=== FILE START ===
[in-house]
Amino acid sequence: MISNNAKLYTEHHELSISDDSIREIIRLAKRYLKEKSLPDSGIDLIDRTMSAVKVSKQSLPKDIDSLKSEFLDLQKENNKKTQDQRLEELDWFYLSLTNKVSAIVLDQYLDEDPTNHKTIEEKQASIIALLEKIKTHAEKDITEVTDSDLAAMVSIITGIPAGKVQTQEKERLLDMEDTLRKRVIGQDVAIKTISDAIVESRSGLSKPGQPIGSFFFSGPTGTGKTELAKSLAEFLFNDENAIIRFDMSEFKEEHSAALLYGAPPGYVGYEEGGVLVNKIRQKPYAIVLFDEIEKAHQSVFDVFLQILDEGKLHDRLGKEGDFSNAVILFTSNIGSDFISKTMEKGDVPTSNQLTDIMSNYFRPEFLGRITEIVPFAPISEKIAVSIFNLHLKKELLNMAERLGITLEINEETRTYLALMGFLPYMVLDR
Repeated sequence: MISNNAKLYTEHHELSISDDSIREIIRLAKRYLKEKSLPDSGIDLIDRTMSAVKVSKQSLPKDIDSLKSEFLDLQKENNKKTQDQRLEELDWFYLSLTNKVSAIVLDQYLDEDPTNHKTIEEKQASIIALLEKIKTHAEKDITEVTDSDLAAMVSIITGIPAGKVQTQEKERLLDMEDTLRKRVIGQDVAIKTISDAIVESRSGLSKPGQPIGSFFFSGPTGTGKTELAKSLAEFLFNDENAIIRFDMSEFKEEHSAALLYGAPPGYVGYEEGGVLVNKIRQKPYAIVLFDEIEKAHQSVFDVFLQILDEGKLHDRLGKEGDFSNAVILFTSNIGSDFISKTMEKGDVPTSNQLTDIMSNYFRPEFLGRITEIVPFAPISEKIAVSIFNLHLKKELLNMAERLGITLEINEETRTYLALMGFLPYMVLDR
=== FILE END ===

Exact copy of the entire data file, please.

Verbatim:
[in-house]
Amino acid sequence: MISNNAKLYTEHHELSISDDSIREIIRLAKRYLKEKSLPDSGIDLIDRTMSAVKVSKQSLPKDIDSLKSEFLDLQKENNKKTQDQRLEELDWFYLSLTNKVSAIVLDQYLDEDPTNHKTIEEKQASIIALLEKIKTHAEKDITEVTDSDLAAMVSIITGIPAGKVQTQEKERLLDMEDTLRKRVIGQDVAIKTISDAIVESRSGLSKPGQPIGSFFFSGPTGTGKTELAKSLAEFLFNDENAIIRFDMSEFKEEHSAALLYGAPPGYVGYEEGGVLVNKIRQKPYAIVLFDEIEKAHQSVFDVFLQILDEGKLHDRLGKEGDFSNAVILFTSNIGSDFISKTMEKGDVPTSNQLTDIMSNYFRPEFLGRITEIVPFAPISEKIAVSIFNLHLKKELLNMAERLGITLEINEETRTYLALMGFLPYMVLDR
Repeated sequence: MISNNAKLYTEHHELSISDDSIREIIRLAKRYLKEKSLPDSGIDLIDRTMSAVKVSKQSLPKDIDSLKSEFLDLQKENNKKTQDQRLEELDWFYLSLTNKVSAIVLDQYLDEDPTNHKTIEEKQASIIALLEKIKTHAEKDITEVTDSDLAAMVSIITGIPAGKVQTQEKERLLDMEDTLRKRVIGQDVAIKTISDAIVESRSGLSKPGQPIGSFFFSGPTGTGKTELAKSLAEFLFNDENAIIRFDMSEFKEEHSAALLYGAPPGYVGYEEGGVLVNKIRQKPYAIVLFDEIEKAHQSVFDVFLQILDEGKLHDRLGKEGDFSNAVILFTSNIGSDFISKTMEKGDVPTSNQLTDIMSNYFRPEFLGRITEIVPFAPISEKIAVSIFNLHLKKELLNMAERLGITLEINEETRTYLALMGFLPYMVLDR